Boots on the Ground - part 1 of 4
An out of alignment fan blade on the right side of Baker’s helmet made an endless ticking. It caught, and the sound morphed to a high-pitched whine reminiscent of nails on a blackboard. Within moments she was breathing stale air laced with the scent of her own exertion.
Shifting her weapon into her right hand, she thumped the side of her helmet with her left. “Glitchy piece of shit.” The fan resumed—now the ticking sounded reassuring.
Following the green line projected on her heads up display, she continued on her patrol. Twisted metal pieces and spalled concrete slabs littering the ground forced her on a non-linear path. With each step her boots crunched on the debris-littered ground.
Tilting back at the waist, she gazed up. Skeletal black metal created geometric windows on the writhing sky above. The web of supports were all that remained of the dome that once kept the ammonia-laced atmosphere out. Outside winds now reached the once sheltered habitat.
Once this was the recreation dome of a colony numbering thirty-thousand—most of whom didn’t make it to safety the day it happened. This dome, along with the seven others, all failed simultaneously. Bad sealant, they said, but she doubted that was really what happened—especially now that they had sent her in. Soldiers like her were never sent in for just a ‘sealant’ issue.
She rounded a corner. Wreckage of an amusement park stretched out before her. Although only six months had passed since the dome opened to the atmosphere, the equipment appeared weathered over decades, or even a century. She took a picture and continued on.
A squeal of grinding metal drew her attention. She swung her weapon towards the sound’s origin and waited.
Her heads-up displays identified the crumpled contraption as a carousel. The original form of the ride appeared as a green line drawing on top of her view. Mythical creatures such as horses, giraffes, reindeer, pigs and even an orca once toured children in circles just for fun. She couldn’t imaging how riding in circles could be fun.
A gust of wind made the wreckage move, grinding the pieces together. That was the sound that had drawn her attention—nothing to worry about.
Emitting a grunt, she advanced forward. A dust devil twirled across her view, but she ignored it, her gaze fixed on a horse that might once have been brown.
The metal beast moved—just a shake. Once she reached it, she flipped it over exposing the dusty ground beneath. She stood and let out a long exhale.
“How did I end up with this shit job?” she said without activating her comms. “Was it because of my fight with Dodd? That oxygen thief deserved what he got.”
Movement in her peripheral vision drew her attention. Her augmented reaction time focused all her sensors in less than a millisecond. A person in a dingy white spacesuit skirted around the debris. It wasn’t top-end armour like hers, instead it was just an ordinary atmospheric suit.
“Stop!” Her helmet’s speakers amplified her shout.
The person ignored her order, breaking into a jog instead. They continued on before vanishing behind the dilapidated mass of a Ferris wheel.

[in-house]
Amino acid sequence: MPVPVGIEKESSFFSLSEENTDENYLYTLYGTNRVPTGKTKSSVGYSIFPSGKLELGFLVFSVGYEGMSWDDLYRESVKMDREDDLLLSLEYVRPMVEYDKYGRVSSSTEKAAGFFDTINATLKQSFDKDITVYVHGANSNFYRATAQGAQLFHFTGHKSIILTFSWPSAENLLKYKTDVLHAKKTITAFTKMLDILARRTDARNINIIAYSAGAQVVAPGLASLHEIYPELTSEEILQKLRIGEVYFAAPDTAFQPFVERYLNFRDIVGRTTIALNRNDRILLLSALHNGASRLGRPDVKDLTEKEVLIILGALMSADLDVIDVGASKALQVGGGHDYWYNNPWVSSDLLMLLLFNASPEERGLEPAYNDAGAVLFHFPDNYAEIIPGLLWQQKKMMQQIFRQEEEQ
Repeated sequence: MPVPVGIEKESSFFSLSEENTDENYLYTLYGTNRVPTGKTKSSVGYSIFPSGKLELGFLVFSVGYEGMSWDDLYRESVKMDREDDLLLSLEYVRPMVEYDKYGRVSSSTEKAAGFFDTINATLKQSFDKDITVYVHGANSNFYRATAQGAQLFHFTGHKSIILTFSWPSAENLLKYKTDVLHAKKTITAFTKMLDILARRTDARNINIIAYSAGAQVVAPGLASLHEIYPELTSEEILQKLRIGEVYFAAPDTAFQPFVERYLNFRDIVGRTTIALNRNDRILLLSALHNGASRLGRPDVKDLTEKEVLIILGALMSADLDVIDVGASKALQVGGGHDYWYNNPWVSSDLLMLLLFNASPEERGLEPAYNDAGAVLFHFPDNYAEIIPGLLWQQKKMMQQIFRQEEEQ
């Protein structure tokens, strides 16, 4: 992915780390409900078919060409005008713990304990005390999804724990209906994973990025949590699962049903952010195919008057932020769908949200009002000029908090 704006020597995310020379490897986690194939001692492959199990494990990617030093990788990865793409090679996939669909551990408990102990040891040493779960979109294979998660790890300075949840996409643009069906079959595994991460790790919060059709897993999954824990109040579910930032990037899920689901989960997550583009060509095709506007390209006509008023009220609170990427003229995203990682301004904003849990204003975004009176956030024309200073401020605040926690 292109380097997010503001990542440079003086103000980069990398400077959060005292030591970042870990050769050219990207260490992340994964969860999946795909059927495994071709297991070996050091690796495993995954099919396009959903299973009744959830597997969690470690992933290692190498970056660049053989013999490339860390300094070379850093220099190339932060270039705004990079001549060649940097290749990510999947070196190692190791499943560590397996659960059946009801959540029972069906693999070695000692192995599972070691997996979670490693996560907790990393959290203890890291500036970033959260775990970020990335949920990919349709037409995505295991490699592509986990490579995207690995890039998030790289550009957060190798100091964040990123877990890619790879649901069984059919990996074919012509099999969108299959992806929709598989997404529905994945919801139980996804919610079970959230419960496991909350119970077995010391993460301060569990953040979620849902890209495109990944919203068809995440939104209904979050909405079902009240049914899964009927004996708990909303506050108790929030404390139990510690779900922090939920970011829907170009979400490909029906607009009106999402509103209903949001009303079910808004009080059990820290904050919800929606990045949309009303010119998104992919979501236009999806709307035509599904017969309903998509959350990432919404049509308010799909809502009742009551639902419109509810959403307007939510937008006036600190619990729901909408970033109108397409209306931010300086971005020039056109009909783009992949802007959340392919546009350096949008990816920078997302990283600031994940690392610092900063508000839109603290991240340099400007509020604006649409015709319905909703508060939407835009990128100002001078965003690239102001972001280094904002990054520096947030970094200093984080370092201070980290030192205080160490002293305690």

Baker sprinted to catch up. As she circled to the other side of the decaying Ferris wheel, the figure paused and looked her her way. Baker slowed to a walk as she studied her target.
The person was short—well below the average height in this settlement. Their dark helmet faceplate kept her from seeing their eyes. She couldn’t confirm if they were a greenie or not. 87.6% of the original population were greenies, so assuming one stood before her seemed reasonable.
Once she reached ten metres away, she stopped and tried to appear less threatening—an impossible task in full combat armour.
“I’m here to help.” Baker hoped the person wouldn’t question her lie. Her orders were specific—sweep the settlement to identify the source of the signal. Helping survivors, especially when there shouldn’t be any, wasn’t on her list.
As soon as she spoke, the figure darted down the corridor leading out of the dome. It was large enough for small vehicles, suggesting it connected to the neighbouring dome.
Baker’s mind raced as she considered her options. She could ignore the survivor and finish her mission—what she’d been tasked to do. She could call her platoon leader and ask for direction. She bit her lower lip, asking lieutenant Oswiu on a comms line open to the rest of her platoon would make her look weak, asking to talk on a private line would look even worse. Or she could follow the survivor, maybe there was a whole group of survivors she could save. She could be the hero.
“The army didn’t hire me to question.” She brought up the patrol line. The green band extended away from where the survivor had vanished. She took one step and stopped.
The survivor’s space suit was crap. What if they’d been living in it since the domes failed? Pursing her lips, she waffled on what she should do. Her mission was scheduled to take a few hours, she had some time.
She turned off the patrol line and turned to the corridor.
“This better not turn into a wild goose chase.”
Baker suppressed an urge to growl as she followed the path the survivor had taken. At a jog, she entered the corridor. The other person was out of sight, but she didn’t want to scare them further by running at her armour’s maximum speed.
She carried on at a jog, her armour nearly silent despite its weight. The overhead lights were out, forcing her to rely on her heads-up display. Green lines traced the corridor ahead—the path was clear.
Halfway down the corridor, the floor gave way. Her augmented reflexes tried to stop the fall, but failed. She slammed into the ground and and her world went black.
The story continues here.
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